You have always known that your employer treated employees with disabilities a little differently in your workplace, but you never expected to be the one dealing with those issues. You broke your leg on an outing, and when you returned to work, your employer was not happy. At first, he didn’t even want to provide you with a seat so that you could rest between helping customers. He claimed that it was because he requires everyone to stand.
You should know that your employer does have to offer reasonable accommodations to you if you’re disabled. An injury, especially a broken leg, limits your mobility, can be painful and may make it harder for you to stand, walk or perform the same work that you did before. So long as your employer can accommodate you in a way that is safe and allows you to continue your job duties, they should not refuse to do so. Your employer may also need to:
- Change your work duties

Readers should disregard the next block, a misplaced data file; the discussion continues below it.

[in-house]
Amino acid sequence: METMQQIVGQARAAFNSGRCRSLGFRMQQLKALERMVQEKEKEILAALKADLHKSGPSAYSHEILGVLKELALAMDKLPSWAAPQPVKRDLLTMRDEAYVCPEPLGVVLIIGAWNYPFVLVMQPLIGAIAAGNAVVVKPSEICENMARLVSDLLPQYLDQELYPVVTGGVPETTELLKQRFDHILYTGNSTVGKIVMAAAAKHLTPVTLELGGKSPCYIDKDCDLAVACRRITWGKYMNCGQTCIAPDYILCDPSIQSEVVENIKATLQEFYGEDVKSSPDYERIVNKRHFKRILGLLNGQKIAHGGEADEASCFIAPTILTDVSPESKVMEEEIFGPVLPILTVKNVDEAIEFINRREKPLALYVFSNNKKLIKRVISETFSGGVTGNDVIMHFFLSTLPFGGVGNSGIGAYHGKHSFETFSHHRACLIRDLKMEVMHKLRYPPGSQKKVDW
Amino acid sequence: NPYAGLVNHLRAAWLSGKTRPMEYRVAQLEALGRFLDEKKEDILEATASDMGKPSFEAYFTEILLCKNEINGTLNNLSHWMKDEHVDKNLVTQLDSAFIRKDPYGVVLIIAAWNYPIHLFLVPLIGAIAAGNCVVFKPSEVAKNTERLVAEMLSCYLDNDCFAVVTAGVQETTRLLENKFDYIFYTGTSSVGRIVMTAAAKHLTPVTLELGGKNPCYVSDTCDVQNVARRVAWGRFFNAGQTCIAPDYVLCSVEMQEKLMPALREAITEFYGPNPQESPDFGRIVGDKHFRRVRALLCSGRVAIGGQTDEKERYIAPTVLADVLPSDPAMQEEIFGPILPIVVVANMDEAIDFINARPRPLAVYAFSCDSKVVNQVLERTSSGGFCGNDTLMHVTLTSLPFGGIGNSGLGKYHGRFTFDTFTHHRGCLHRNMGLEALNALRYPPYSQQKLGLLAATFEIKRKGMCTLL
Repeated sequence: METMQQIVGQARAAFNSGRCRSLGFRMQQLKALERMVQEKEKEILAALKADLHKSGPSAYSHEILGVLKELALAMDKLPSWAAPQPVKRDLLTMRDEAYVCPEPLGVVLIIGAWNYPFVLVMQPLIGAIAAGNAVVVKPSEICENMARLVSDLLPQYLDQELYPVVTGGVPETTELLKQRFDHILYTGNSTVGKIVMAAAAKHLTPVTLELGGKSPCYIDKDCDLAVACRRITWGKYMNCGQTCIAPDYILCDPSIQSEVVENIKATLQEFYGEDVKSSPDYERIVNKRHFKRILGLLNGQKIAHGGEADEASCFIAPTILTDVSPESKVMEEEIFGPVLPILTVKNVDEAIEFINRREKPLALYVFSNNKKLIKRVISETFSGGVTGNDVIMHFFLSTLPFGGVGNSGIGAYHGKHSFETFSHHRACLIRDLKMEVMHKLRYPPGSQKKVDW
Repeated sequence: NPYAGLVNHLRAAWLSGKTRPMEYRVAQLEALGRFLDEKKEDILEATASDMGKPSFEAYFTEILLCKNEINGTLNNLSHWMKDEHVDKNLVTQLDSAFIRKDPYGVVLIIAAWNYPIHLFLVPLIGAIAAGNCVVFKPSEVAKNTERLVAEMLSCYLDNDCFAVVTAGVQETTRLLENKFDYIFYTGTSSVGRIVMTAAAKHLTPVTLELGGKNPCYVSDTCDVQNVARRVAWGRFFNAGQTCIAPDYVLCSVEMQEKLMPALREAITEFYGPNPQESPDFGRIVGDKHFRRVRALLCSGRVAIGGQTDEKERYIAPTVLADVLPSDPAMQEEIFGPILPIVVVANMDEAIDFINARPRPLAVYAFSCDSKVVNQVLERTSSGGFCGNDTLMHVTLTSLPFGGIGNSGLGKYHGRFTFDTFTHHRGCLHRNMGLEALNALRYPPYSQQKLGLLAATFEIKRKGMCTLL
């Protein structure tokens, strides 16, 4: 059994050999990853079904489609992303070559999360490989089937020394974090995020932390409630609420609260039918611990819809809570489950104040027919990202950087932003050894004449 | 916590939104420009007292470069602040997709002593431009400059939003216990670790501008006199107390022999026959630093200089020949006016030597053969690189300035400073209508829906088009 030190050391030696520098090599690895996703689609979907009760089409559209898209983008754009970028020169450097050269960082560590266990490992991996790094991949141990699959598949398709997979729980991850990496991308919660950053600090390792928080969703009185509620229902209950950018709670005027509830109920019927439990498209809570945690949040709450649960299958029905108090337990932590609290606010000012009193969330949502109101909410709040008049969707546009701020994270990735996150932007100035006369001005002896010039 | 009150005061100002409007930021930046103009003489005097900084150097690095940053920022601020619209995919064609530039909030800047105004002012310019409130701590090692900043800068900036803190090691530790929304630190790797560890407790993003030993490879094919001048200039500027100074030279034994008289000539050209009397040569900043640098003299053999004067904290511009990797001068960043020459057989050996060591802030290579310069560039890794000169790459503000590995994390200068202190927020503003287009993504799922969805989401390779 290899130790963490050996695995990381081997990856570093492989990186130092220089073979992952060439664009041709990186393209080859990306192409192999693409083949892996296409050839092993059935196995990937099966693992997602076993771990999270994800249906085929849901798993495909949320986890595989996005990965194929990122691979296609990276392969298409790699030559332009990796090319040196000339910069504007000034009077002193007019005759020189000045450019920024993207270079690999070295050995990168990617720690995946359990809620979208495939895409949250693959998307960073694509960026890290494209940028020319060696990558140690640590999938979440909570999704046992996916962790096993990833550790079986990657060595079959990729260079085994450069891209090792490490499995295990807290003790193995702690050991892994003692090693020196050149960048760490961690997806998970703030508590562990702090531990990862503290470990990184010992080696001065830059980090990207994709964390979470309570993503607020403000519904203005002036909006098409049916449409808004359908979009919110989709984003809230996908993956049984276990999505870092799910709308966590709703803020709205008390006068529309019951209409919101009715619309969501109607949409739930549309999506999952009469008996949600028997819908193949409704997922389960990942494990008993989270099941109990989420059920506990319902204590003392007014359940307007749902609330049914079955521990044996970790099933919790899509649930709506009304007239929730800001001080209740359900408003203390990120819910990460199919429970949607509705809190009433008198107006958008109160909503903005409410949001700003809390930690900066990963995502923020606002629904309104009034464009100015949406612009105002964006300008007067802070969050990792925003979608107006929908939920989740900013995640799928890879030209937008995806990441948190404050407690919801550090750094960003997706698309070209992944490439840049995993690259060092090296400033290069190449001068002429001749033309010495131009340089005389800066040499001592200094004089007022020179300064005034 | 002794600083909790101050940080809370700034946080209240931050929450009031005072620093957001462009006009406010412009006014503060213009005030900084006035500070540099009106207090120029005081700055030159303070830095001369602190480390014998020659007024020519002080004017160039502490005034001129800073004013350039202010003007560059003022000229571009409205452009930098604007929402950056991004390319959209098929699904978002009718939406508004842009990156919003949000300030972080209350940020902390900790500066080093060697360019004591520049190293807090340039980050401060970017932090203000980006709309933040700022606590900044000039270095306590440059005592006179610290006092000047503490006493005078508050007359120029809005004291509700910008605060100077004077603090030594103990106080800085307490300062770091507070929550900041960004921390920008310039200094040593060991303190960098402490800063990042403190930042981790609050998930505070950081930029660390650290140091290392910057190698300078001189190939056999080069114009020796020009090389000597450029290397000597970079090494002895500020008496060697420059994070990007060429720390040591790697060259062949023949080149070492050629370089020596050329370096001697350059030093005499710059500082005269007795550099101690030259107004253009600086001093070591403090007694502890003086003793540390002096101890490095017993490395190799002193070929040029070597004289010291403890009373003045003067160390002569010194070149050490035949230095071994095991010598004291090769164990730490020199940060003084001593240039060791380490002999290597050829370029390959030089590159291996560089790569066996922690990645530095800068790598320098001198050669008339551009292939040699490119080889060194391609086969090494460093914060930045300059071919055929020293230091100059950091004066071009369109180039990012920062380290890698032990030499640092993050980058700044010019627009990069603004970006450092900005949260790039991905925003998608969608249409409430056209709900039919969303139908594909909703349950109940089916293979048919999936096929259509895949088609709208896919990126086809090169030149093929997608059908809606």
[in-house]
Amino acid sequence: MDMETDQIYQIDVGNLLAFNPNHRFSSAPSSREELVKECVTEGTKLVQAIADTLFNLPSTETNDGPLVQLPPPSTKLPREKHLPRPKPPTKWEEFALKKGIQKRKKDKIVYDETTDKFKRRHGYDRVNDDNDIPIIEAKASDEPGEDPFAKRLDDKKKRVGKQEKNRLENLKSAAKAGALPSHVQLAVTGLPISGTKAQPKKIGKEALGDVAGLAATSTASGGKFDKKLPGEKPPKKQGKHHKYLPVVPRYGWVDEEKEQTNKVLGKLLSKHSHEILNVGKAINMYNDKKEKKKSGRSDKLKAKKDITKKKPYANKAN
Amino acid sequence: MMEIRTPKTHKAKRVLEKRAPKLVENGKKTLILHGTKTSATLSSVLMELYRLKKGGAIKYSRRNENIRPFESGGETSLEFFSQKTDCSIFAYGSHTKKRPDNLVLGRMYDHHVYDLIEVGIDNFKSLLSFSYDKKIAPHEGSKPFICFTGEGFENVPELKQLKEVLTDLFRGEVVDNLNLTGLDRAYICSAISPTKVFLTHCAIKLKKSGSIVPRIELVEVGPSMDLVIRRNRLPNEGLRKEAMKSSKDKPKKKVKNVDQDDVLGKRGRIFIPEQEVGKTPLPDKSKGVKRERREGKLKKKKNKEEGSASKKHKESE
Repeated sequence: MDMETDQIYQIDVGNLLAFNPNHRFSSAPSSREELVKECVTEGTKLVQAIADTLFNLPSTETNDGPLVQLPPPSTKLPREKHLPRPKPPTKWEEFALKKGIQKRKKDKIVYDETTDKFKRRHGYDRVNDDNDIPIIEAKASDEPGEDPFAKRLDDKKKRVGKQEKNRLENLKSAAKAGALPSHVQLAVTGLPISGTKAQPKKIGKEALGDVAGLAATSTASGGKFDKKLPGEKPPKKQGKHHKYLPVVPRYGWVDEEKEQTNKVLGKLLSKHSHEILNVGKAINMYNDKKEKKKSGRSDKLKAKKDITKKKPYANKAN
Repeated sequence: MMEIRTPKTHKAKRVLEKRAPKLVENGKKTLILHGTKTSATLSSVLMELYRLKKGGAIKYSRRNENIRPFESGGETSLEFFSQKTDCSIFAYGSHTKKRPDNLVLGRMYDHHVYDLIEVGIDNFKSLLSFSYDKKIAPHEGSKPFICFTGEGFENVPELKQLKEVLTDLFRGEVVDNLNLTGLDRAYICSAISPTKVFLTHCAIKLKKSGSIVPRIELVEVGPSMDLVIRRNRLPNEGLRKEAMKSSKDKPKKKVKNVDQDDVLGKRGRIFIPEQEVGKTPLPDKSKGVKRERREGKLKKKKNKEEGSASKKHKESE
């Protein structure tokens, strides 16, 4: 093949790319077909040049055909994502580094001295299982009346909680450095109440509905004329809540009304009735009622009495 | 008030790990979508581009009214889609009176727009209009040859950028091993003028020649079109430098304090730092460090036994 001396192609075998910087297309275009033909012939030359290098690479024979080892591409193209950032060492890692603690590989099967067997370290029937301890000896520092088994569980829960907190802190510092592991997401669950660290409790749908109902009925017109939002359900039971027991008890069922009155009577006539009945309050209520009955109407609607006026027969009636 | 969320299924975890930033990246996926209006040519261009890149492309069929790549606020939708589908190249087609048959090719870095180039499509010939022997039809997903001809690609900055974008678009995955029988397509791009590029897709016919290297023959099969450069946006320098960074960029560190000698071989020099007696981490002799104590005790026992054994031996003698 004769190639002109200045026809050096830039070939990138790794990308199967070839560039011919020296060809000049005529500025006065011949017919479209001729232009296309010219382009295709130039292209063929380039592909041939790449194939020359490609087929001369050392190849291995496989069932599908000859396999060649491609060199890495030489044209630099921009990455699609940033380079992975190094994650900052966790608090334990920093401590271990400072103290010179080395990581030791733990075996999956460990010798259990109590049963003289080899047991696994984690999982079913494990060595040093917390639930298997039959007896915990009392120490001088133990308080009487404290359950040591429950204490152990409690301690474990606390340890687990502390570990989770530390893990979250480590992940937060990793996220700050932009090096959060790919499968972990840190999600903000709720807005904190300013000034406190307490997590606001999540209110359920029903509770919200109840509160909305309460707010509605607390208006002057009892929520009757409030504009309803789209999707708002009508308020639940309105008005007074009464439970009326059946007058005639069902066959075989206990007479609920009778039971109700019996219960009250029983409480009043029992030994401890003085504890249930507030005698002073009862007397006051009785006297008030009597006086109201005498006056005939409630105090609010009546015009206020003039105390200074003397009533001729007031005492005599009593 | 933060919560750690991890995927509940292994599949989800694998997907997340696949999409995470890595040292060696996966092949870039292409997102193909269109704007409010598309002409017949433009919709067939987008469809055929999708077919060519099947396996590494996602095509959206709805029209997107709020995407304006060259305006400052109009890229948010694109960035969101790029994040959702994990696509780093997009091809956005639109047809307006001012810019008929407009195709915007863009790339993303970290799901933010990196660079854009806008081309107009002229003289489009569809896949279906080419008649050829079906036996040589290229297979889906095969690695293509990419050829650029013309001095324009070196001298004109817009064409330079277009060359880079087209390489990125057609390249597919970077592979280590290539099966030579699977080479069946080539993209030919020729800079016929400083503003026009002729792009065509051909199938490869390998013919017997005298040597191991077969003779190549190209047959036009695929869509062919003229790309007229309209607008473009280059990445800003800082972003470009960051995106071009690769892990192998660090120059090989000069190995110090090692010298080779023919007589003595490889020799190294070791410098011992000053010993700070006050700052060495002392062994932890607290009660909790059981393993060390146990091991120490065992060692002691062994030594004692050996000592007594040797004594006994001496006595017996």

- Alter the workspaces you use
- Provide you with more time to finish tasks
- Adapt your timelines or deadlines
- Make your schedule more flexible
- Give you the option to work at home, if possible
- Give you time off for medical treatment
It’s not always possible to help someone who was injured stay on the job. Sometimes, doing so would put others at risk or increase the chances of the worker getting hurt again. If accommodations can’t be given safely, then you may want to talk to your employer about other positions or options to pursue.
Our website has more on reasonable accommodations and what they could mean for you.